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Response of a sexually transmitted infection epidemic to a treatment and prevention programme in Nairobi, Kenya
  1. S Moses1,
  2. E N Ngugi2,
  3. A Costigan2,
  4. C Kariuki2,
  5. I Maclean3,
  6. R C Brunham4,
  7. F A Plummer1
  1. 1Departments of Medical Microbiology, Community Health Sciences and Medicine, University of Manitoba, Winnipeg, Canada
  2. 2Department of Community Health, University of Nairobi, Nairobi, Kenya
  3. 3Department of Medical Microbiology, University of Manitoba, Winnipeg, Canada
  4. 4British Columbia Centre for Disease Control, University of British Columbia, Vancouver, Canada
  1. Correspondence to:
 Dr. Stephen Moses, Department of Medical Microbiology, University of Manitoba, 730 William Avenue, Fifth Floor, Winnipeg, Manitoba, Canada R3E 0W3;


Although it seems possible in a developing country context such as Kenya, given appropriate inputs and a sound approach, to shift a sexually transmitted disease (STI) epidemic from phase II to III, it is not entirely clear how to go beyond this stage, to low levels of endemicity or even elimination. Perhaps the most important challenge now is to expand STI treatment and community STI/HIV prevention programmes to a much larger scale. Although successful programmes have been implemented in many areas of sub-Saharan Africa on a small scale, a significant impact in reducing the STI/HIV burden will not occur until programme reach is expanded to district, provincial, and national levels.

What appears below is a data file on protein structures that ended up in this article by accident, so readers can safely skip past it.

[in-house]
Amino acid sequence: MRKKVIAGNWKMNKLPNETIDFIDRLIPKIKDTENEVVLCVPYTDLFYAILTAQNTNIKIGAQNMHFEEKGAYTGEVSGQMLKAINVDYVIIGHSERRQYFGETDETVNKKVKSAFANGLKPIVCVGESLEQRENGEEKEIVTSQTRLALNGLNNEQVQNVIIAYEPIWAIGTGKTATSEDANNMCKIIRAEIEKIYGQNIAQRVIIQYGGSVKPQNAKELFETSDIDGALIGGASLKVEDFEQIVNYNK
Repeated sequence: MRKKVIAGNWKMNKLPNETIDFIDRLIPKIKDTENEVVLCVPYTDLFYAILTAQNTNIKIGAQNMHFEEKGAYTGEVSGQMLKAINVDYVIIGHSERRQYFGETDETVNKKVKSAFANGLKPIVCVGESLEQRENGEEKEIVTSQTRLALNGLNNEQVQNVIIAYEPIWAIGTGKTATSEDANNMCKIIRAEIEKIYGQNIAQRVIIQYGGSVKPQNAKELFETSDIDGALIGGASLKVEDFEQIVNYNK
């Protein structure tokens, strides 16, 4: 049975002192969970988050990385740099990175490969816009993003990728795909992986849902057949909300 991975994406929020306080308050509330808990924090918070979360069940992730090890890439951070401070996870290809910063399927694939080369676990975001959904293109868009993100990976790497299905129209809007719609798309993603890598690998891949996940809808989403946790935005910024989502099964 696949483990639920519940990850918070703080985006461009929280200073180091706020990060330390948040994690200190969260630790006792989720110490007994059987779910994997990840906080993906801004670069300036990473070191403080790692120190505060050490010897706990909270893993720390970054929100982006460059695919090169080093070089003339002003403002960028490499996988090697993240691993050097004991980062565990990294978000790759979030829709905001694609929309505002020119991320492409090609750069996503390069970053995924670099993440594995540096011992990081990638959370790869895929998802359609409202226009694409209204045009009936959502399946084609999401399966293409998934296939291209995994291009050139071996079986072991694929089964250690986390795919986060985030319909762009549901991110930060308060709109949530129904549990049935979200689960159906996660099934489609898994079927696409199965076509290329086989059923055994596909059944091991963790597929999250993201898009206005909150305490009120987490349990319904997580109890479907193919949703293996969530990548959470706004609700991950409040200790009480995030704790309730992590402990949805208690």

• sexually transmitted infection
  • HIV
  • female sex worker
  • Kenya

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